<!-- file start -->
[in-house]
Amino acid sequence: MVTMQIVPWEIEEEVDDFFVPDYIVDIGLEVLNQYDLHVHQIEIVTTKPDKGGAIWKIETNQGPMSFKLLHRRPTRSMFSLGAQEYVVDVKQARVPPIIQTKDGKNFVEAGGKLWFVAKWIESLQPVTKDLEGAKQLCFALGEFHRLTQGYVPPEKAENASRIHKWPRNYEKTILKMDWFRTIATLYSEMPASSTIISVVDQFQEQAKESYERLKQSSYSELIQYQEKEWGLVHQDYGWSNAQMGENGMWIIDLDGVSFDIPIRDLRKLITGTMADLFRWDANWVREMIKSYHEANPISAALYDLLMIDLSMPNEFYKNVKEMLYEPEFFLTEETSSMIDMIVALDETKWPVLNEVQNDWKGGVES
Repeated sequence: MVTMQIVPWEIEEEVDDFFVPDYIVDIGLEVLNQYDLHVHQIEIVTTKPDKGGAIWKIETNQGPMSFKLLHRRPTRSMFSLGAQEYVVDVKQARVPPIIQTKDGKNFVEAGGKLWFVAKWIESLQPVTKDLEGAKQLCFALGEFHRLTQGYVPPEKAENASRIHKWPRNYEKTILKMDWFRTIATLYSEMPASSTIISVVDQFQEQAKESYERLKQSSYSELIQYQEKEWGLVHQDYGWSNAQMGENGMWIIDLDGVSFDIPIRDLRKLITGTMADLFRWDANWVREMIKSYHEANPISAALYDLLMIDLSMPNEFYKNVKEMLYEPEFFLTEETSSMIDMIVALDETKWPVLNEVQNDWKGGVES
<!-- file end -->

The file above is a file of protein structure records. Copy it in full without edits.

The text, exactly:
[in-house]
Amino acid sequence: MVTMQIVPWEIEEEVDDFFVPDYIVDIGLEVLNQYDLHVHQIEIVTTKPDKGGAIWKIETNQGPMSFKLLHRRPTRSMFSLGAQEYVVDVKQARVPPIIQTKDGKNFVEAGGKLWFVAKWIESLQPVTKDLEGAKQLCFALGEFHRLTQGYVPPEKAENASRIHKWPRNYEKTILKMDWFRTIATLYSEMPASSTIISVVDQFQEQAKESYERLKQSSYSELIQYQEKEWGLVHQDYGWSNAQMGENGMWIIDLDGVSFDIPIRDLRKLITGTMADLFRWDANWVREMIKSYHEANPISAALYDLLMIDLSMPNEFYKNVKEMLYEPEFFLTEETSSMIDMIVALDETKWPVLNEVQNDWKGGVES
Repeated sequence: MVTMQIVPWEIEEEVDDFFVPDYIVDIGLEVLNQYDLHVHQIEIVTTKPDKGGAIWKIETNQGPMSFKLLHRRPTRSMFSLGAQEYVVDVKQARVPPIIQTKDGKNFVEAGGKLWFVAKWIESLQPVTKDLEGAKQLCFALGEFHRLTQGYVPPEKAENASRIHKWPRNYEKTILKMDWFRTIATLYSEMPASSTIISVVDQFQEQAKESYERLKQSSYSELIQYQEKEWGLVHQDYGWSNAQMGENGMWIIDLDGVSFDIPIRDLRKLITGTMADLFRWDANWVREMIKSYHEANPISAALYDLLMIDLSMPNEFYKNVKEMLYEPEFFLTEETSSMIDMIVALDETKWPVLNEVQNDWKGGVES